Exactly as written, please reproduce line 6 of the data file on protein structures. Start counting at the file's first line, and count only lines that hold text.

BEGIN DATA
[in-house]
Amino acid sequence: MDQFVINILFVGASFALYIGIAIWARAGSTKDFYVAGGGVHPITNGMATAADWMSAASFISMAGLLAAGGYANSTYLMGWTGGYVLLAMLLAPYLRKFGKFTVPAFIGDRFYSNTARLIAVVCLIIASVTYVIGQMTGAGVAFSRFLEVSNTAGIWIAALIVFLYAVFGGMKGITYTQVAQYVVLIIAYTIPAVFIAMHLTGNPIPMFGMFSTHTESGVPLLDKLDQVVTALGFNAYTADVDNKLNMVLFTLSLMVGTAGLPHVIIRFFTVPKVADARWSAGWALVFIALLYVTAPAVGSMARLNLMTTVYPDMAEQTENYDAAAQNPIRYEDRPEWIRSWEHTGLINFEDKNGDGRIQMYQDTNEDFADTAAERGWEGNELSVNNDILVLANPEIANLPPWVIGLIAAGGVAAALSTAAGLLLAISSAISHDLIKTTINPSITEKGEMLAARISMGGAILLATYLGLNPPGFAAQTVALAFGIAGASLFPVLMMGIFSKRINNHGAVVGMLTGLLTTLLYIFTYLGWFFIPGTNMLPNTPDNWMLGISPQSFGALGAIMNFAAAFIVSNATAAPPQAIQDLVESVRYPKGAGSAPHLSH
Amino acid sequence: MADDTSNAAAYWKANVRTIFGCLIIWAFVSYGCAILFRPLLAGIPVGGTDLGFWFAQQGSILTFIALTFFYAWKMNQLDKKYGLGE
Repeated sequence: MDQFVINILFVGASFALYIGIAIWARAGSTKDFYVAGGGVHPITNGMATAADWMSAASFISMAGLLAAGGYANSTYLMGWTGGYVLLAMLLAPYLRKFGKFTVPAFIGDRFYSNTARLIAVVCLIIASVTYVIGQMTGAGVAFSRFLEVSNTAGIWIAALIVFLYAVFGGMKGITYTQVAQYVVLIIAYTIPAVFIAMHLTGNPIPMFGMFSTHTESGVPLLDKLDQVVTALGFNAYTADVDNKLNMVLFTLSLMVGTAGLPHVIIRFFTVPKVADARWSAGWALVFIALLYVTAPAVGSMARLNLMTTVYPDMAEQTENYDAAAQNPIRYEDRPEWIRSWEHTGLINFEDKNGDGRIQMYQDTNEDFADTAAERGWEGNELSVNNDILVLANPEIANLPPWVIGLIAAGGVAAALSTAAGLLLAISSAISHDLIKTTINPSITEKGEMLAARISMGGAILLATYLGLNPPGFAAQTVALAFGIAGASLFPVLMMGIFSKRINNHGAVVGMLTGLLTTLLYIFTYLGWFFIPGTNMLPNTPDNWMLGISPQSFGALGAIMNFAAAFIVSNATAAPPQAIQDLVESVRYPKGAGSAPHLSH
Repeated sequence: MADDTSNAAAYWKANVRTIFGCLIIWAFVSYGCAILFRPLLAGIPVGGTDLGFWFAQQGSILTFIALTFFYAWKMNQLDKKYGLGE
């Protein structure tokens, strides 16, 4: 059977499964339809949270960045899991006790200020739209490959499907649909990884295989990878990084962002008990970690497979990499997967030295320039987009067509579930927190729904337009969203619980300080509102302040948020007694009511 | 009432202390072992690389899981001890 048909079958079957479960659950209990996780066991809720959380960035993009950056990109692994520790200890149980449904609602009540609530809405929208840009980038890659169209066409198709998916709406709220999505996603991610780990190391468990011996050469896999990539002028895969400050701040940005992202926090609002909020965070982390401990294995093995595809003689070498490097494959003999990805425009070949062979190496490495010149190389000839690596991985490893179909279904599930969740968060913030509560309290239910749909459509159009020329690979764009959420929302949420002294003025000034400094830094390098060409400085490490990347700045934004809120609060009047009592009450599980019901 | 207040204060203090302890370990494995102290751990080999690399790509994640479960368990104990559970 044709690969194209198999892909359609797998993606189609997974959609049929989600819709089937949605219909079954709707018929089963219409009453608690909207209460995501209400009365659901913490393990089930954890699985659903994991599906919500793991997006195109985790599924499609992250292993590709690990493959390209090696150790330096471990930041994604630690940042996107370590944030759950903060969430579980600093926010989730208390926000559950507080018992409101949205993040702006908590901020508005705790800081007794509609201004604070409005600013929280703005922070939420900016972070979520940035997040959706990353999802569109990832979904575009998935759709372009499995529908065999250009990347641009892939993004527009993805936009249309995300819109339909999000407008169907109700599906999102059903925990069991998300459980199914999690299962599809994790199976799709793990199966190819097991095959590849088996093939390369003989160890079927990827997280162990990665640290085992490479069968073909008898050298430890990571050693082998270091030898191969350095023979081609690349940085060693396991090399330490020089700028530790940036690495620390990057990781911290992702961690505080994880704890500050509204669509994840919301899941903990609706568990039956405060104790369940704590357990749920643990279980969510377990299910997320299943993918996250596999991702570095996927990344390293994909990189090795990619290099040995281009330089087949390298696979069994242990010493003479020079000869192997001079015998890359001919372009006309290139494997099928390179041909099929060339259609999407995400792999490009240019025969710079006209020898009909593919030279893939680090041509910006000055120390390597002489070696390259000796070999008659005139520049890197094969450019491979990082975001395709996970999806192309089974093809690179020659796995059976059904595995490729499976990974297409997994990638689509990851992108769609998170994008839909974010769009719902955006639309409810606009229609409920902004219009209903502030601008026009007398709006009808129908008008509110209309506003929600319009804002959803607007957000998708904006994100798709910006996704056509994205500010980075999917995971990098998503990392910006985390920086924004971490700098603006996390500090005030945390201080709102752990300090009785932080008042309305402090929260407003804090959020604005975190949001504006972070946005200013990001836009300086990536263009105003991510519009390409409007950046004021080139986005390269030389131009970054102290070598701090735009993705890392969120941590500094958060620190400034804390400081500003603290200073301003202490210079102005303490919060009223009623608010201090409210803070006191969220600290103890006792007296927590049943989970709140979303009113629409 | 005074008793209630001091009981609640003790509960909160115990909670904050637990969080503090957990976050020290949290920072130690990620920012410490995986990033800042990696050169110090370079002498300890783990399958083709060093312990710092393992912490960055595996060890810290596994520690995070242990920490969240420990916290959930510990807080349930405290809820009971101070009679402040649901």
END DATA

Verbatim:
């Protein structure tokens, strides 16, 4: 059977499964339809949270960045899991006790200020739209490959499907649909990884295989990878990084962002008990970690497979990499997967030295320039987009067509579930927190729904337009969203619980300080509102302040948020007694009511 | 009432202390072992690389899981001890 048909079958079957479960659950209990996780066991809720959380960035993009950056990109692994520790200890149980449904609602009540609530809405929208840009980038890659169209066409198709998916709406709220999505996603991610780990190391468990011996050469896999990539002028895969400050701040940005992202926090609002909020965070982390401990294995093995595809003689070498490097494959003999990805425009070949062979190496490495010149190389000839690596991985490893179909279904599930969740968060913030509560309290239910749909459509159009020329690979764009959420929302949420002294003025000034400094830094390098060409400085490490990347700045934004809120609060009047009592009450599980019901 | 207040204060203090302890370990494995102290751990080999690399790509994640479960368990104990559970 044709690969194209198999892909359609797998993606189609997974959609049929989600819709089937949605219909079954709707018929089963219409009453608690909207209460995501209400009365659901913490393990089930954890699985659903994991599906919500793991997006195109985790599924499609992250292993590709690990493959390209090696150790330096471990930041994604630690940042996107370590944030759950903060969430579980600093926010989730208390926000559950507080018992409101949205993040702006908590901020508005705790800081007794509609201004604070409005600013929280703005922070939420900016972070979520940035997040959706990353999802569109990832979904575009998935759709372009499995529908065999250009990347641009892939993004527009993805936009249309995300819109339909999000407008169907109700599906999102059903925990069991998300459980199914999690299962599809994790199976799709793990199966190819097991095959590849088996093939390369003989160890079927990827997280162990990665640290085992490479069968073909008898050298430890990571050693082998270091030898191969350095023979081609690349940085060693396991090399330490020089700028530790940036690495620390990057990781911290992702961690505080994880704890500050509204669509994840919301899941903990609706568990039956405060104790369940704590357990749920643990279980969510377990299910997320299943993918996250596999991702570095996927990344390293994909990189090795990619290099040995281009330089087949390298696979069994242990010493003479020079000869192997001079015998890359001919372009006309290139494997099928390179041909099929060339259609999407995400792999490009240019025969710079006209020898009909593919030279893939680090041509910006000055120390390597002489070696390259000796070999008659005139520049890197094969450019491979990082975001395709996970999806192309089974093809690179020659796995059976059904595995490729499976990974297409997994990638689509990851992108769609998170994008839909974010769009719902955006639309409810606009229609409920902004219009209903502030601008026009007398709006009808129908008008509110209309506003929600319009804002959803607007957000998708904006994100798709910006996704056509994205500010980075999917995971990098998503990392910006985390920086924004971490700098603006996390500090005030945390201080709102752990300090009785932080008042309305402090929260407003804090959020604005975190949001504006972070946005200013990001836009300086990536263009105003991510519009390409409007950046004021080139986005390269030389131009970054102290070598701090735009993705890392969120941590500094958060620190400034804390400081500003603290200073301003202490210079102005303490919060009223009623608010201090409210803070006191969220600290103890006792007296927590049943989970709140979303009113629409 | 005074008793209630001091009981609640003790509960909160115990909670904050637990969080503090957990976050020290949290920072130690990620920012410490995986990033800042990696050169110090370079002498300890783990399958083709060093312990710092393992912490960055595996060890810290596994520690995070242990920490969240420990916290959930510990807080349930405290809820009971101070009679402040649901």